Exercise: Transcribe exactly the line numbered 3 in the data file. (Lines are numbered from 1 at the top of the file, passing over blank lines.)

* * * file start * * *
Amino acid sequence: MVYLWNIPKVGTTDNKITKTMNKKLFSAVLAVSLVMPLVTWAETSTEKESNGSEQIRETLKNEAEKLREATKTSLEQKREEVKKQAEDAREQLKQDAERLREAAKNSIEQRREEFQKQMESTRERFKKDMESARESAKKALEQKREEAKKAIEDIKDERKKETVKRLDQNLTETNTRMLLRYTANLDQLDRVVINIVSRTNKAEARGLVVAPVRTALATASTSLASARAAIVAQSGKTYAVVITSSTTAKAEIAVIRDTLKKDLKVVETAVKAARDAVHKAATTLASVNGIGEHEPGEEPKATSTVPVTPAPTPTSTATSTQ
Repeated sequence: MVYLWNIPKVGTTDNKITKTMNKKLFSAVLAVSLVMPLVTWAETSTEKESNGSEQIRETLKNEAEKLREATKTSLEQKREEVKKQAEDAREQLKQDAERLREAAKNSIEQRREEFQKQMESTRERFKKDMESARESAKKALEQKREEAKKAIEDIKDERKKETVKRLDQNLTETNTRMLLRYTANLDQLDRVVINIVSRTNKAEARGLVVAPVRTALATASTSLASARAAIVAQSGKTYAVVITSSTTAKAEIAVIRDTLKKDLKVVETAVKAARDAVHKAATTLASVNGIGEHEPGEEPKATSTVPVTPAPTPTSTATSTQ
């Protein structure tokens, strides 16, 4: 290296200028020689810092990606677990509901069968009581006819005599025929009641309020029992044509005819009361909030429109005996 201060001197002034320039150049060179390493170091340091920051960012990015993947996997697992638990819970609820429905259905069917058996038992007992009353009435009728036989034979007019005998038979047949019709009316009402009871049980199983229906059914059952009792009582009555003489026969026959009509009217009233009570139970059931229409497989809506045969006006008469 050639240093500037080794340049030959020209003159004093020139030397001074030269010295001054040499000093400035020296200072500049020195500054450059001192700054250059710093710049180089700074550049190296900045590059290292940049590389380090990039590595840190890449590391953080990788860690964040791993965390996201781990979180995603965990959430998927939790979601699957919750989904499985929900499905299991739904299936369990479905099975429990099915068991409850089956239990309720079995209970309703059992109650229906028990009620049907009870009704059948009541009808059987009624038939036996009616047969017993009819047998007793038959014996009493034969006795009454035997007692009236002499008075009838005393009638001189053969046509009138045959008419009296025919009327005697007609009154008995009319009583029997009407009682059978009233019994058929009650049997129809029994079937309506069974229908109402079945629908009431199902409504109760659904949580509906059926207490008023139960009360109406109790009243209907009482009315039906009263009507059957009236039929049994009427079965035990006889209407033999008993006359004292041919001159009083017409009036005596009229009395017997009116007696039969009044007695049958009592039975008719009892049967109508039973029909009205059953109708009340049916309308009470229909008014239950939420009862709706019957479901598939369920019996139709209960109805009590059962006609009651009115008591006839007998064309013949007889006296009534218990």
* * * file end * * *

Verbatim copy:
């Protein structure tokens, strides 16, 4: 290296200028020689810092990606677990509901069968009581006819005599025929009641309020029992044509005819009361909030429109005996 201060001197002034320039150049060179390493170091340091920051960012990015993947996997697992638990819970609820429905259905069917058996038992007992009353009435009728036989034979007019005998038979047949019709009316009402009871049980199983229906059914059952009792009582009555003489026969026959009509009217009233009570139970059931229409497989809506045969006006008469 050639240093500037080794340049030959020209003159004093020139030397001074030269010295001054040499000093400035020296200072500049020195500054450059001192700054250059710093710049180089700074550049190296900045590059290292940049590389380090990039590595840190890449590391953080990788860690964040791993965390996201781990979180995603965990959430998927939790979601699957919750989904499985929900499905299991739904299936369990479905099975429990099915068991409850089956239990309720079995209970309703059992109650229906028990009620049907009870009704059948009541009808059987009624038939036996009616047969017993009819047998007793038959014996009493034969006795009454035997007692009236002499008075009838005393009638001189053969046509009138045959008419009296025919009327005697007609009154008995009319009583029997009407009682059978009233019994058929009650049997129809029994079937309506069974229908109402079945629908009431199902409504109760659904949580509906059926207490008023139960009360109406109790009243209907009482009315039906009263009507059957009236039929049994009427079965035990006889209407033999008993006359004292041919001159009083017409009036005596009229009395017997009116007696039969009044007695049958009592039975008719009892049967109508039973029909009205059953109708009340049916309308009470229909008014239950939420009862709706019957479901598939369920019996139709209960109805009590059962006609009651009115008591006839007998064309013949007889006296009534218990």